AMC's The Walking Dead Needs To Fix These 3 Big Mistakes

After watching the mid-season finale of The Walking Dead's fourth season, I think it's safe to say that this isn't the same show that many of us fell in love with three years ago.

Considering that AMC (NASDAQ: AMCX  ) has already gone through three showrunners in four seasons, some creative inconsistencies were inevitable. The fourth season hasn't been terrible, but it also hasn't measured up to the brilliance of the first two, which were more tightly contained stories that moved the plot along much more quickly.

Source: Amc.com

Therefore, let's take a look at three big mistakes that The Walking Dead should fix to get back on track. (Spoilers ahead if you're not up to date on your viewing.)

Mistake #1: A longer season isn't necessarily a better one

In my opinion, the show's new format of splitting a 16-episode season into two 8-episode half-seasons, which started in Season 3, is a problem.

It could work if the two half-seasons had tighter and distinct storylines, but showrunners Glen Mazzara (Season 3) and Scott Gimple (Season 4) stretched out dull storylines with filler to artificially lengthen the seasons.

In Season 3, most of these filler storylines centered around Andrea's alliance with the villainous Governor. Andrea gets stuck between her loyalty to Rick's group and her feelings for the Governor, which ultimately results in a filler episode dedicated to the Governor chasing Andrea down like a cliche B horror movie villain.

The Governor plays hide and seek with Andrea in one of the worst filler episodes of Season 3. Source: Tv.com

Misfires like that continued into Season 4. Two episodes featuring the Governor, during which the writers hinted that he could redeem himself, were particularly problematic. Along with his new story, viewers were introduced to a new supporting cast of characters who foolishly proclaimed the Governor as their new leader.

Unfortunately, all of that character development was wasted, since the Governor revealed that he hadn't changed at all during the mid-season finale, resulting in a firefight that killed off most of the newly introduced cast. So what was the point of the two Governor episodes anyway, other than an obvious attempt to stall the storyline?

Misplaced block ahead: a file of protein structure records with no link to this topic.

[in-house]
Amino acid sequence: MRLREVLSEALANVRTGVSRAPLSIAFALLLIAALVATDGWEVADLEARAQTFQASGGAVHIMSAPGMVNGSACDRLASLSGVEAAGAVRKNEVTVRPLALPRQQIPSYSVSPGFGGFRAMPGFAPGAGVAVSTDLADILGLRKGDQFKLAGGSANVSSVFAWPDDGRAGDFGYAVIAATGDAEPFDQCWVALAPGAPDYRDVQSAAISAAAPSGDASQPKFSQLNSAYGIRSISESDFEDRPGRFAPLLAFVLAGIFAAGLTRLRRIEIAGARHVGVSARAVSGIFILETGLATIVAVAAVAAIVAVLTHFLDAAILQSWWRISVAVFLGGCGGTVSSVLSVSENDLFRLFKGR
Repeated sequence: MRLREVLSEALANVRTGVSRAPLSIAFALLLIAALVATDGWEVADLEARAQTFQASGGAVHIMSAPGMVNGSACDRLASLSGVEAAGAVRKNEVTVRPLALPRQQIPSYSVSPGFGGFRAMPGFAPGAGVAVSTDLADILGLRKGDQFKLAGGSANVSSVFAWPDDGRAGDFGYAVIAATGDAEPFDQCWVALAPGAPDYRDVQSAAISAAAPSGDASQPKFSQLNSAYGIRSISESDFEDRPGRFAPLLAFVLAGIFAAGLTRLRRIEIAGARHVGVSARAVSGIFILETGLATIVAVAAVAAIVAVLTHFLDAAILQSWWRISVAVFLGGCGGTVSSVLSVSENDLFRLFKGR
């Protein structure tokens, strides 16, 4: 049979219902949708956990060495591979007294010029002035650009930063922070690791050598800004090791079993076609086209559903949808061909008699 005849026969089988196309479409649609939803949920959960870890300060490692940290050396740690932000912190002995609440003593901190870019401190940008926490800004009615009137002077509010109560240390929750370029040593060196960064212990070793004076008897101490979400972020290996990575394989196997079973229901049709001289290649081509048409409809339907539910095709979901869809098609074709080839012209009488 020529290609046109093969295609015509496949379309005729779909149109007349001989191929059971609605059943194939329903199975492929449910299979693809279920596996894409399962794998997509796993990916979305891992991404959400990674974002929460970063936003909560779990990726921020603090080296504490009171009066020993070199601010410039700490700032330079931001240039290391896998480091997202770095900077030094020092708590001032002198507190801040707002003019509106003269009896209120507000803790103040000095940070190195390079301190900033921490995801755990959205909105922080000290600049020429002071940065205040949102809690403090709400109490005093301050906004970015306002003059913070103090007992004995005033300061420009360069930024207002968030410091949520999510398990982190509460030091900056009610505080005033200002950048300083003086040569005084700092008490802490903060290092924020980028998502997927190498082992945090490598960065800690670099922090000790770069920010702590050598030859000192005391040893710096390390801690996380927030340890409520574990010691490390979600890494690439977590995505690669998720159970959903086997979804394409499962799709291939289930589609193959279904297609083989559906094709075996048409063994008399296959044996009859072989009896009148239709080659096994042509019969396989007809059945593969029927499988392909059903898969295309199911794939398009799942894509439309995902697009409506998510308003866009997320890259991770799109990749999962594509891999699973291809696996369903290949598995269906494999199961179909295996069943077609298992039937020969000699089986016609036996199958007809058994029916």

Mistake #2: Not making every character count

The first two seasons of The Walking Dead worked like clockwork thanks to a limited cast and excellent character development.

We saw what Rick and Shane were like before the zombie apocalypse and the tragic toll it took on their friendship. We see how times of crisis reveals people's true natures, and even though Shane was clearly destined to be Rick's nemesis, it was easy to empathize with him and see him as a victim of circumstance.

Meet Karen, a plot device who gets killed to make Tyrese angry. Source: Popcultureplayground.

When one of the group members died, it shocked audiences because these were characters that they had identified with. Unfortunately, since the show is about the zombie apocalypse, the group had to be culled as the series progressed.

The problem is that the writers have now killed off so many members of the original group that two things have happened -- viewers are numb to characters being killed off and they simply don't care anymore, because the newer characters simply aren't that interesting or fleshed out.

Season 4 kicks off with a bunch of new characters who are obviously introduced to be killed. Characters are also introduced as plot devices rather than people, such as Tyrese's girlfriend, Karen, and Beth's boyfriend, Zach, who simply get introduced and killed off to elicit emotional responses from their more important counterparts.

Piling on new characters not only steals screen time from the core cast that made the show great in the first place, but it also fragments the storyline so much that new characters are not adequately developed before meeting their grisly ends. It's a similar mistake that CBS (NYSE: CBS  ) Showtime's Dexter notably made and one that Breaking Bad deftly avoided by making every character count.

Mistake #3: Not enough quiet moments

Yet I think one of the biggest problems with The Walking Dead is that it's lost track of what made the show memorable in the first place -- its quiet moments, such as the conversation between Rick and Morgan during Season 3's critically acclaimed 12th episode, "Clear."

During that episode, Morgan sums up the theme of the comic and the show in one breath, stating, "See, 'cause people like you, the good people, they always die. And the bad people do, too. But the weak people, the people like me... we have inherited the earth."

In the world of The Walking Dead, the one constant is death. However, Rick is the protagonist because he wants his group to retain their humanity in an inhuman world. The greatest villain in post-apocalyptic Atlanta isn't a walker -- it's the base desire within humans that changes them into living monsters after society collapses.

Don't get me wrong -- this is a zombie show after all, but with more characters simply being introduced as fodder and elevated demand for more zombies and bigger battles, I feel that we'll see less of those quiet, character-defining moments in future episodes.

It's all about the money

Despite my creative criticisms of The Walking Dead, it all comes down to the money.